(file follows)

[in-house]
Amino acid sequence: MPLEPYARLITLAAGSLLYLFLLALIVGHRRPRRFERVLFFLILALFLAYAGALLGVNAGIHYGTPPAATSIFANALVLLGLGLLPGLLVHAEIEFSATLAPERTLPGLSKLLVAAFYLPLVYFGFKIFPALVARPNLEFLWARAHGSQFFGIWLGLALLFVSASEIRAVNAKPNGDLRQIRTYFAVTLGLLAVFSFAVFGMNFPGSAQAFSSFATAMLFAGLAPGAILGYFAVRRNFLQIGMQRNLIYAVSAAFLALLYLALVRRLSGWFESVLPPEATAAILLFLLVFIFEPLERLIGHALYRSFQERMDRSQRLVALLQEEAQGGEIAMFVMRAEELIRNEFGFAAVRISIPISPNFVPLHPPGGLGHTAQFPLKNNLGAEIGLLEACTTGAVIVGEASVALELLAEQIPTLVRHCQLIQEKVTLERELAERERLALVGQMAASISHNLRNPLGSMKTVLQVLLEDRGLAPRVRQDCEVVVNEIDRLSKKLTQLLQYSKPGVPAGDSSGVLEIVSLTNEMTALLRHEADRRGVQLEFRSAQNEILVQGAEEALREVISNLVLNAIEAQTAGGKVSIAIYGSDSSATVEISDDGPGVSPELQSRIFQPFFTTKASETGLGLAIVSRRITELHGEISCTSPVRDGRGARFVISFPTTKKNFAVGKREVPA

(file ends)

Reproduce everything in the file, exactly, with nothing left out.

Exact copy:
[in-house]
Amino acid sequence: MPLEPYARLITLAAGSLLYLFLLALIVGHRRPRRFERVLFFLILALFLAYAGALLGVNAGIHYGTPPAATSIFANALVLLGLGLLPGLLVHAEIEFSATLAPERTLPGLSKLLVAAFYLPLVYFGFKIFPALVARPNLEFLWARAHGSQFFGIWLGLALLFVSASEIRAVNAKPNGDLRQIRTYFAVTLGLLAVFSFAVFGMNFPGSAQAFSSFATAMLFAGLAPGAILGYFAVRRNFLQIGMQRNLIYAVSAAFLALLYLALVRRLSGWFESVLPPEATAAILLFLLVFIFEPLERLIGHALYRSFQERMDRSQRLVALLQEEAQGGEIAMFVMRAEELIRNEFGFAAVRISIPISPNFVPLHPPGGLGHTAQFPLKNNLGAEIGLLEACTTGAVIVGEASVALELLAEQIPTLVRHCQLIQEKVTLERELAERERLALVGQMAASISHNLRNPLGSMKTVLQVLLEDRGLAPRVRQDCEVVVNEIDRLSKKLTQLLQYSKPGVPAGDSSGVLEIVSLTNEMTALLRHEADRRGVQLEFRSAQNEILVQGAEEALREVISNLVLNAIEAQTAGGKVSIAIYGSDSSATVEISDDGPGVSPELQSRIFQPFFTTKASETGLGLAIVSRRITELHGEISCTSPVRDGRGARFVISFPTTKKNFAVGKREVPA